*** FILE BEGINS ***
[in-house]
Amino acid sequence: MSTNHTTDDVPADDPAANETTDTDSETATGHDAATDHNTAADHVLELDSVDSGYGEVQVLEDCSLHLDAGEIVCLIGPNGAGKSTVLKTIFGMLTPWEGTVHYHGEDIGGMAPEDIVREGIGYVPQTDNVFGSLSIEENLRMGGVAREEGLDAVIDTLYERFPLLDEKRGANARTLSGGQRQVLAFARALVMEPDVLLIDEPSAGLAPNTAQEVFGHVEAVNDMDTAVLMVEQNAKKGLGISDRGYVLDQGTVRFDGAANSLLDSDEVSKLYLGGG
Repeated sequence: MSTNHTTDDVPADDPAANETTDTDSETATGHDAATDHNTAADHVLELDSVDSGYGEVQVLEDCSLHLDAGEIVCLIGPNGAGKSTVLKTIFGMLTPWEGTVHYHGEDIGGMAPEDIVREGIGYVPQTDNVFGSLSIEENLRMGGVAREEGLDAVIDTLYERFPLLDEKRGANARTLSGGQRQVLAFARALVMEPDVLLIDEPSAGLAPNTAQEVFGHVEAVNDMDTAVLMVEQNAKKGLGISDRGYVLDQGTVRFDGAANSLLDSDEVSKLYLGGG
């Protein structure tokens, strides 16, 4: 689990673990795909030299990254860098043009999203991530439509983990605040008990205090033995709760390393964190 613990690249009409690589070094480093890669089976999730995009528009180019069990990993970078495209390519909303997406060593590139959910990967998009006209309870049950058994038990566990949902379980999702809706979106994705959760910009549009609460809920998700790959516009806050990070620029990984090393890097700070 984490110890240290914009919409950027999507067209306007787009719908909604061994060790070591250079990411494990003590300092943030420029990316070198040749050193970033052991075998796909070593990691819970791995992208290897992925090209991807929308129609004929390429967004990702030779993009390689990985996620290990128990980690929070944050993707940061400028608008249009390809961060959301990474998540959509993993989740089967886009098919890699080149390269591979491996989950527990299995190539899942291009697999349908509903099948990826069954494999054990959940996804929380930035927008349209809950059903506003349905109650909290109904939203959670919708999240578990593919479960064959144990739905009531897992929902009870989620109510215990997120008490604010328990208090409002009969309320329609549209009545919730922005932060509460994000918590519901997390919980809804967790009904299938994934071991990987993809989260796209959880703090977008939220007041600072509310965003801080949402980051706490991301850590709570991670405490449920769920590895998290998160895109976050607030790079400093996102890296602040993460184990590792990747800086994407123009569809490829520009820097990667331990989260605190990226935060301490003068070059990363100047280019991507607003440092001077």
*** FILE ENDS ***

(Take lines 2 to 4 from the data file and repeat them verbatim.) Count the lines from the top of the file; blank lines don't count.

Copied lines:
Amino acid sequence: MSTNHTTDDVPADDPAANETTDTDSETATGHDAATDHNTAADHVLELDSVDSGYGEVQVLEDCSLHLDAGEIVCLIGPNGAGKSTVLKTIFGMLTPWEGTVHYHGEDIGGMAPEDIVREGIGYVPQTDNVFGSLSIEENLRMGGVAREEGLDAVIDTLYERFPLLDEKRGANARTLSGGQRQVLAFARALVMEPDVLLIDEPSAGLAPNTAQEVFGHVEAVNDMDTAVLMVEQNAKKGLGISDRGYVLDQGTVRFDGAANSLLDSDEVSKLYLGGG
Repeated sequence: MSTNHTTDDVPADDPAANETTDTDSETATGHDAATDHNTAADHVLELDSVDSGYGEVQVLEDCSLHLDAGEIVCLIGPNGAGKSTVLKTIFGMLTPWEGTVHYHGEDIGGMAPEDIVREGIGYVPQTDNVFGSLSIEENLRMGGVAREEGLDAVIDTLYERFPLLDEKRGANARTLSGGQRQVLAFARALVMEPDVLLIDEPSAGLAPNTAQEVFGHVEAVNDMDTAVLMVEQNAKKGLGISDRGYVLDQGTVRFDGAANSLLDSDEVSKLYLGGG
């Protein structure tokens, strides 16, 4: 689990673990795909030299990254860098043009999203991530439509983990605040008990205090033995709760390393964190 613990690249009409690589070094480093890669089976999730995009528009180019069990990993970078495209390519909303997406060593590139959910990967998009006209309870049950058994038990566990949902379980999702809706979106994705959760910009549009609460809920998700790959516009806050990070620029990984090393890097700070 984490110890240290914009919409950027999507067209306007787009719908909604061994060790070591250079990411494990003590300092943030420029990316070198040749050193970033052991075998796909070593990691819970791995992208290897992925090209991807929308129609004929390429967004990702030779993009390689990985996620290990128990980690929070944050993707940061400028608008249009390809961060959301990474998540959509993993989740089967886009098919890699080149390269591979491996989950527990299995190539899942291009697999349908509903099948990826069954494999054990959940996804929380930035927008349209809950059903506003349905109650909290109904939203959670919708999240578990593919479960064959144990739905009531897992929902009870989620109510215990997120008490604010328990208090409002009969309320329609549209009545919730922005932060509460994000918590519901997390919980809804967790009904299938994934071991990987993809989260796209959880703090977008939220007041600072509310965003801080949402980051706490991301850590709570991670405490449920769920590895998290998160895109976050607030790079400093996102890296602040993460184990590792990747800086994407123009569809490829520009820097990667331990989260605190990226935060301490003068070059990363100047280019991507607003440092001077």